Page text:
Leicester and the Court: Essays on Elizabethan Politics

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Manchester University Press, 2002 - Education - 420 pages
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Now back in print, this comprehensive collection of essays by Simon Adams brings to life the most enigmatic of Elizabethans--Robert Dudley, Earl of Leicester. Adams, famous for the unique depth and breadth of his research, has gathered here his most important essays looking at the Elizabethan Court, and the adventures and legacy of the Earl.

Together with his edition of Leicester's accounts and his reconstruction of Leicester's papers, Adams has published much upon on Leicester's influence and activities. His work has reshaped our knowledge of Elizabeth and her Court, Parliament, and such subjects of recent debate as the power of the nobility and the noble affinity, the politics of faction and the role of patronage. Sixteen essays are found in this collection, organized into three groups: the Court, Leicester and his affinity, and Leicester and the regions.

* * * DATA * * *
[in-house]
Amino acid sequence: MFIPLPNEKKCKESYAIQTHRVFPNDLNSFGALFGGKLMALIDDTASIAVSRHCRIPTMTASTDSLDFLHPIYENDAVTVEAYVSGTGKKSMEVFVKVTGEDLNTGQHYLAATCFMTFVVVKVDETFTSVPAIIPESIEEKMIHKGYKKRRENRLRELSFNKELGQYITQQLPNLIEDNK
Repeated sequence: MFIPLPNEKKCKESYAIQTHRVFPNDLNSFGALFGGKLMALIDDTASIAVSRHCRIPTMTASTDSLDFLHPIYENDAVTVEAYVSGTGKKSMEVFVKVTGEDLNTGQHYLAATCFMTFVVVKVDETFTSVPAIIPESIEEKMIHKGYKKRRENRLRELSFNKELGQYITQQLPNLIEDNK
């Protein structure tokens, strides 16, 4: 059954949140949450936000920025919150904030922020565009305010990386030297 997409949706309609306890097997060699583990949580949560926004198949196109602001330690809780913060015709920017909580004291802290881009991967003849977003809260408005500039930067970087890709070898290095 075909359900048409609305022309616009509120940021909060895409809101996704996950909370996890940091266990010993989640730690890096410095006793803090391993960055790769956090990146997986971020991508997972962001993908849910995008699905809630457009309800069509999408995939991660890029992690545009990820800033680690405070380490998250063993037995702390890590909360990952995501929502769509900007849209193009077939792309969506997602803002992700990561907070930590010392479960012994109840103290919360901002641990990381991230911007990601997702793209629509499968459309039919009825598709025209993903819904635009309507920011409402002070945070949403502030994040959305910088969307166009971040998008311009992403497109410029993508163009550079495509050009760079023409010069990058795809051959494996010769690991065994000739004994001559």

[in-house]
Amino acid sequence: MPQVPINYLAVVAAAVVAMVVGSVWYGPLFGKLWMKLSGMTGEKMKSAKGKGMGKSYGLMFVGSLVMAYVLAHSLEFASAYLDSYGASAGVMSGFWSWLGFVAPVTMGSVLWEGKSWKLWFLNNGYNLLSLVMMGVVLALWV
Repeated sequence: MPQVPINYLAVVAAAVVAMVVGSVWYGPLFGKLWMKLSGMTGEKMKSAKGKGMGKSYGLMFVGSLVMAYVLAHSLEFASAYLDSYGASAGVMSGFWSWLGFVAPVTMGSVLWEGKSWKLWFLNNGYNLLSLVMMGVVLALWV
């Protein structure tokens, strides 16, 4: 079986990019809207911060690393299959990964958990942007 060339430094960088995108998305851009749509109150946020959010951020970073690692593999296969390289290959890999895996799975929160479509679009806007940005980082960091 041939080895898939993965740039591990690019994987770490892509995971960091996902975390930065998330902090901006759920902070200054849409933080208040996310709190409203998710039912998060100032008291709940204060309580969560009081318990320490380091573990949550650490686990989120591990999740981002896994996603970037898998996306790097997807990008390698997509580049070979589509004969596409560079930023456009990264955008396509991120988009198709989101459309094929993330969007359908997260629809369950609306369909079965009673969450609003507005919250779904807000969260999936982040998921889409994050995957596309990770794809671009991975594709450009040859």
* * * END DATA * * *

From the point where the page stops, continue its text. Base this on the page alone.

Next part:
This volume will be essential reading for academics and students interested in the Elizabethan Court and in early modern British politics more generally.

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Sylavnus Scory. Expedición a Países Bajos con Leicester.


in perspective
expedition to the Netherlands 158586
The Dudley clientele and the House of Commons 155986
A godly peer? Leicester and the Puritans
The gentry of north Wales and the Earl of Leicesters expedition
The Composition of 1564 and the Earl of Leicesters tenurial
Officeholders of the borough of Denbigh and the lordships
Baronial contexts? Continuity and change in the noble affinity

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About the author (2002)

Simon Adams is Reader in History at the University of Strathclyde

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